A quick burger, a walk through Folk Implosion (not up to much) in the Evening Session Stage, a gaze at the riders on the vert ramp (Dave Allen and Mike Edwards particularly standing out) and back over to the jungle for Mad Caddies. Having never been much of a fan of their chirpy ska-punk stylings, I was surprised at how much I enjoyed their set. Running through a number of new songs, as well as all the songs from various compilations they've been involved in, the Caddies impressed the crowd greatly, and got an excellent reaction. Highlight for me was "Mary Melody", and sent me searching for Caddies CDs when I got home. Top.
Back to the ramp for the last show of the day, the boys on boards and bikes put on an excellent display as Snuff bashed away in the background. Snuff are always a bit of a dodgy prospect live, but having beefed up a bit with the addition of Paul on guitar and Eric on keyboards, they are now quite an act. Playing mostly very new songs, with the old favorites "Arsehole" (which sent me running stage front) and "Whatever Happened To The Likely Lads" thrown in, Snuff were actually much more entertaining than expected, but still retained the sameishness factor that dogged them before.
Next we caught the last few songs of My Vitriol's set, which left us wondering why they were so hyped. Ah well, not to worry, Good Riddance was up next. One of my favorite live bands, I was very excited to see them. It seems however I was the only one, as the crowd stared blankly at them for half an hour. No dancing, no crowd surfing, in fact, for the most part, no applause, one wondered what the hell was going on. Energy poured off the band as they made their debut on these shores with new drummer David, but the crowd was simply in interested. Chuck taunted and mocked the crowd, which didn't help matters, as they blasted through "Mother Superior", "Fertile Fields", "Shadows Of Defeat", "Heresy, Hypocrisy and Revenge", as well as a few new songs. An excellent set, as one would expect from Good Riddance. Hopefully next time round they will be playing for a crowd who actually appreciates their energetic hardcore.
After for a few cans and bit to eat, and a good bitch about the crowd for GR, it was time for the main acts. Mogwai played to an expectant capacity crowd in the Evening Session Tent, and burned the ears of all present with "Mogwai Fear Satan" and "Like Herod". Some seemed confused as to the lack of singing, but there was no doubting the sheer power of Mogwai. I on the other hand was at a crossroads. Rocket From The Crypt was in the Jungle, and a choice had to be made. Having not listened to anything other than "Scream Dracula Scream" and "The State Of Art Is On Fire" (but having had both on continued rotation for about three months each at separate times), I wasn't sure which way to turn. With the advice of my mate Ronan in mind ("Mogwai will play a gig, RFTC will do a show"), I legged it over to catch the start of their set. Nothing prepared me for what came next. Speedo looked a dead ringer for Elvis, hair slicked back, suit sparkling, cheesy smile a mile wide, and the band were every bit the Vegas backing band in the making. Launching into "Middle", my decision was all but made. "Ladies and Gentlemen, I was born in 69" heralded the arrival of, naturally, "Born In 69". Halfway through the song, my mind was set. I've seen a hell of a lot of gigs, but this was 100% show, and undoubtedly the best set I've ever seen. Speedo was Elvis re-incarnated, opening every song with a little speech, always starting with "Ladies and gentlemen, right now I'd like to…", closing every song with "Give it up for the band", and smiling like a man on his wedding day throughout. At one point, he actually got the crowd to face the back of the tent, and give the person in front of them a neck and shoulder rub (even the bouncers joined in) on the basis that, well, the great man didn't want us to pull a muscle while they got "kinky, ladies and gentlemen". When it as over, nobody moved, chanting for more until well after the drums were disassembled. Make no mistake, miss RFTC or die a death, ladies and gentlemen.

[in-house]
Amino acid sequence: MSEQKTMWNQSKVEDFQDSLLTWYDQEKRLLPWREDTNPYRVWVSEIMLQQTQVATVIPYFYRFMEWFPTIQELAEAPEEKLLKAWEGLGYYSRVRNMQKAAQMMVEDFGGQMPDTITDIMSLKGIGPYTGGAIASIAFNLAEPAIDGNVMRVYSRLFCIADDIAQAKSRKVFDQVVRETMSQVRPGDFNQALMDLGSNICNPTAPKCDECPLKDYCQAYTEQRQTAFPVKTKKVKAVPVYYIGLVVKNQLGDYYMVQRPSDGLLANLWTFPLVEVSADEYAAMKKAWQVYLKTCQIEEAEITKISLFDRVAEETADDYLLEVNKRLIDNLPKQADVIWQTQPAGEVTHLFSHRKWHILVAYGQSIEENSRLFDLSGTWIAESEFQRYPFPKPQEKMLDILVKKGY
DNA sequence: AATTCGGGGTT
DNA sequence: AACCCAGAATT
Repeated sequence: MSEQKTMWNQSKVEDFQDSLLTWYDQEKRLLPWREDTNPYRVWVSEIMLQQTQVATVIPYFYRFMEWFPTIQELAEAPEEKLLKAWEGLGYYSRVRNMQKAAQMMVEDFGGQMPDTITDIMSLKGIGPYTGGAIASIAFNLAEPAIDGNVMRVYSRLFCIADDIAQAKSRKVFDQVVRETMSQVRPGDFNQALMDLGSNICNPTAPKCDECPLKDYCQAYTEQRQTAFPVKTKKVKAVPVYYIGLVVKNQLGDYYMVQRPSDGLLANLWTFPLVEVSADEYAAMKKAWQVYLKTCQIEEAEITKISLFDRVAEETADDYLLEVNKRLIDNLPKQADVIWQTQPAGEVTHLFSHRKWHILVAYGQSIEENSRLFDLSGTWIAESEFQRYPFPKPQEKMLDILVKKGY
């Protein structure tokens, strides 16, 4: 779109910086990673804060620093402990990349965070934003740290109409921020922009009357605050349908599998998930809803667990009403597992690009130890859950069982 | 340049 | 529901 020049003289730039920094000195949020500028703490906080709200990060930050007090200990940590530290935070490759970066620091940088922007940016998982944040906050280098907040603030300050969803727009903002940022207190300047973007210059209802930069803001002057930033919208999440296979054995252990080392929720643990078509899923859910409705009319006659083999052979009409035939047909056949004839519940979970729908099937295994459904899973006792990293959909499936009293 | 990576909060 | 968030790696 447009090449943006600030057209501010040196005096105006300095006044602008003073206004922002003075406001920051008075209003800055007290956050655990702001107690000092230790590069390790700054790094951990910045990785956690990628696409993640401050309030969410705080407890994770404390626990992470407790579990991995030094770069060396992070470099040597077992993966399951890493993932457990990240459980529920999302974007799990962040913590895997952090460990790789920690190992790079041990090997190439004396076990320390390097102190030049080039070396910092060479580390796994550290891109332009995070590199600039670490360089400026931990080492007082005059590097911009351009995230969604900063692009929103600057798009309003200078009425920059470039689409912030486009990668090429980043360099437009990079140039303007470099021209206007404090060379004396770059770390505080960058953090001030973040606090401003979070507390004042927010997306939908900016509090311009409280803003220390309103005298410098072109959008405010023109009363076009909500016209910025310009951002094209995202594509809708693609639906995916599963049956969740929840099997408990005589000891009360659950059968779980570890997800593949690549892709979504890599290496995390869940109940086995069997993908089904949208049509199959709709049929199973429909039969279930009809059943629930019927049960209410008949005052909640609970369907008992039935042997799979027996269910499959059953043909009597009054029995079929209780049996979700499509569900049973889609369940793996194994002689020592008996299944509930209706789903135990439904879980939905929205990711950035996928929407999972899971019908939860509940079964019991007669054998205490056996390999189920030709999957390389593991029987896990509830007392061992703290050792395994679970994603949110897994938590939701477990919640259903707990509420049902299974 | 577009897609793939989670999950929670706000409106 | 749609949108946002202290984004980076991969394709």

I legged it over hoping to catch the last Mogwai song, jumping over the sleeping bodies that littered the tent (!) to be greeted with a solid wall of noise that lasted about fifteen minutes, as guitarist John Cummings prowled the stage, turning every available knob and rubbing every stringed instrument from another.
With the music over, only one thing was left. Debauchery. But as revelers left the arena, they were met by large gangs of riot police. Eager to avoid the riots of last year, Sunday night security was stepped up. The presence if so many fully sited riot police only served to aggravate the crowd, and, predictably riots broke out. All the campsite toilets were burned to the ground, and a guard tower was even heaped on one burning mound. From our campfire on the hill by our tent, we could see one such blaze, which illuminated its surroundings to the point that we could see, perfectly, full riots take place. Riot police tried to keep rioters at bay, but were greatly outnumbered, and eventually retreated, leaving all present to spend their last night of Leeds 2001 toasting marshmallows over burning toilets. A seemingly fitting end.